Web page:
Scotland Alternative Pride Event Bans Drag Queens Because They're 'Offensive' to Trans Community

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Officials in charge of an alternative Pride event in Glasgow, Scotland said they are banning all drag queens because the art form is "offensive" to the transgender community, Gay Star News reports.

Free Pride Glasgow, which is billed as an "anti-commercialist" alternative to Glasgow's main Pride, made the decision a month before the event takes place, saying drag queens would not be welcomed at this Pride.

"This does not mean that people of any gender can't wear what they want to the event, we simply won't be having any self-described drag acts perform at our Free Pride Event on the 22nd August. We hope people can understand and support our decision. However we feel it important to fully explain why we came this decision," the statement reads (via Pink News). "The decision was taken by transgender individuals who were uncomfortable with having drag performances at the event. It was felt that it would make some of those who were transgender or questioning their gender uncomfortable."

"It was felt by the group within the Trans/Non Binary Caucus that some drag performance, particularly cis drag, hinges on the social view of gender and making it into a joke, however transgender individuals do not feel as though their gender identity is a joke," the statement continues. "This can be particularly difficult for those who are not out and still present as the gender they were assigned at birth. While it was discussed whether we could have trans drag acts perform, it was agreed that as it would not be appropriate to ask any prospective drag acts whether or not they identified as trans.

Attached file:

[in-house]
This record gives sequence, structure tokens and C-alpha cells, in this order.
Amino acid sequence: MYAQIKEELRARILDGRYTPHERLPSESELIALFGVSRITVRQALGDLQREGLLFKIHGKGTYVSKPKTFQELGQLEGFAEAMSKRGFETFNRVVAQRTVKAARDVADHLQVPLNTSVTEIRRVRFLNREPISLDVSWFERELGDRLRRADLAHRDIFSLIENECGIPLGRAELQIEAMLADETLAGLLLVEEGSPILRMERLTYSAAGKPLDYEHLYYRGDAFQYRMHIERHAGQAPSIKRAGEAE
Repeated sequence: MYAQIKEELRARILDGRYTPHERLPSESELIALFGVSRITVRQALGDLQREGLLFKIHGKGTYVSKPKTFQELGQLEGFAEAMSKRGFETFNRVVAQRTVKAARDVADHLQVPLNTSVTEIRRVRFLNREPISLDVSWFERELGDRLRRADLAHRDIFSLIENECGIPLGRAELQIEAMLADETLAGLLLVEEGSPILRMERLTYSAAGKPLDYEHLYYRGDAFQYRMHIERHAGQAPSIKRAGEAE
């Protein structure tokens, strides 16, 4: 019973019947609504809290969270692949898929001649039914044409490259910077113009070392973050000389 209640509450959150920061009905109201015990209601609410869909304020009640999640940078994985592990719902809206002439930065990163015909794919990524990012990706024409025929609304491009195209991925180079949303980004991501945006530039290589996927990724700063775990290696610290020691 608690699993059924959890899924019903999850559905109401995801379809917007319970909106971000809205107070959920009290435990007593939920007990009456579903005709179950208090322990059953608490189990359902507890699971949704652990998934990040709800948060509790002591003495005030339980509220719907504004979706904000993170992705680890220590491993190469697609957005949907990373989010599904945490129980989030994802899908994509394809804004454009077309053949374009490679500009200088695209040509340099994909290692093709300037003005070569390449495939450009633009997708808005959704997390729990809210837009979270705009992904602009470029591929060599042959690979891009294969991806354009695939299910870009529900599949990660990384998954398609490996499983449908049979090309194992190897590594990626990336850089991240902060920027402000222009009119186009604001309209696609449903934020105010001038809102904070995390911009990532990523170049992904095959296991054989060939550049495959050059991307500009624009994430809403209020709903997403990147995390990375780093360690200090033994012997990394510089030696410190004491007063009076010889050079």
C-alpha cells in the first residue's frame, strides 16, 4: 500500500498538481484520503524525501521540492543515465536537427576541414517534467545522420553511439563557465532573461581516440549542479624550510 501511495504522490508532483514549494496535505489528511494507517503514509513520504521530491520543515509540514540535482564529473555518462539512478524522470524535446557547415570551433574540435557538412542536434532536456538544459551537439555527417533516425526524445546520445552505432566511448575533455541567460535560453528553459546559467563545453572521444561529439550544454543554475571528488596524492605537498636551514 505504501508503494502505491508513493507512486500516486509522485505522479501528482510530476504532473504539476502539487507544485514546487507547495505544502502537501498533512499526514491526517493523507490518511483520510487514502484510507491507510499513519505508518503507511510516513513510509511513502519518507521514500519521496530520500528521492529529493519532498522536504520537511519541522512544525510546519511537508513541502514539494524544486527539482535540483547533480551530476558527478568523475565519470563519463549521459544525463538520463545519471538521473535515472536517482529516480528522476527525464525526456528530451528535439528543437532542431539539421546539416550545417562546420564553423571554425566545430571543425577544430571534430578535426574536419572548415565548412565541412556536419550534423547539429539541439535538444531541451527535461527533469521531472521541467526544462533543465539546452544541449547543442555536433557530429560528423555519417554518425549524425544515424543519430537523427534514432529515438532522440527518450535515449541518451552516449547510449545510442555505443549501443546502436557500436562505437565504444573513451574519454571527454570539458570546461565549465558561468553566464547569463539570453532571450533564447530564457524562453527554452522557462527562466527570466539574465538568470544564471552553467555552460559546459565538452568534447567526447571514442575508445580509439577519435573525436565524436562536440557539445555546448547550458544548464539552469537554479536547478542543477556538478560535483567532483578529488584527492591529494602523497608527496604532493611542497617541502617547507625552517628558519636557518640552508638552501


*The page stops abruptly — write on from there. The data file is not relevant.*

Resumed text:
"It was therefore decided that having no drag acts perform would be the best option as it would mean no-one would feel pressured to out themselves," the statement reads.

Pride Glasgow responded to Free Pride Glasgow's controversial move and said they "understand the actions" but believe it is "wrong and going against what an inclusive event should be about."

"As an organisation Pride Glasgow had a similar discussion back in 2010 over how Drag could cause discomfort to people however we took the decision that Drag Queens and Kings play an important part in the history of the Pride movement and should be included within the event, so we used our Pride Guide to address these concerns by having a statement from Crosslynx (a Trans support organisation at the time) explaining that not everyone people would see in Drag at Pride would be Trans or represent the trans community," a statement reads. "Pride Glasgow believes that any community group should be given their place to flourish but that success should not be built on the negativity and ignorance towards other events, groups and like minded people and we are saddened to see that this is the direction that Free Pride has chosen to take."


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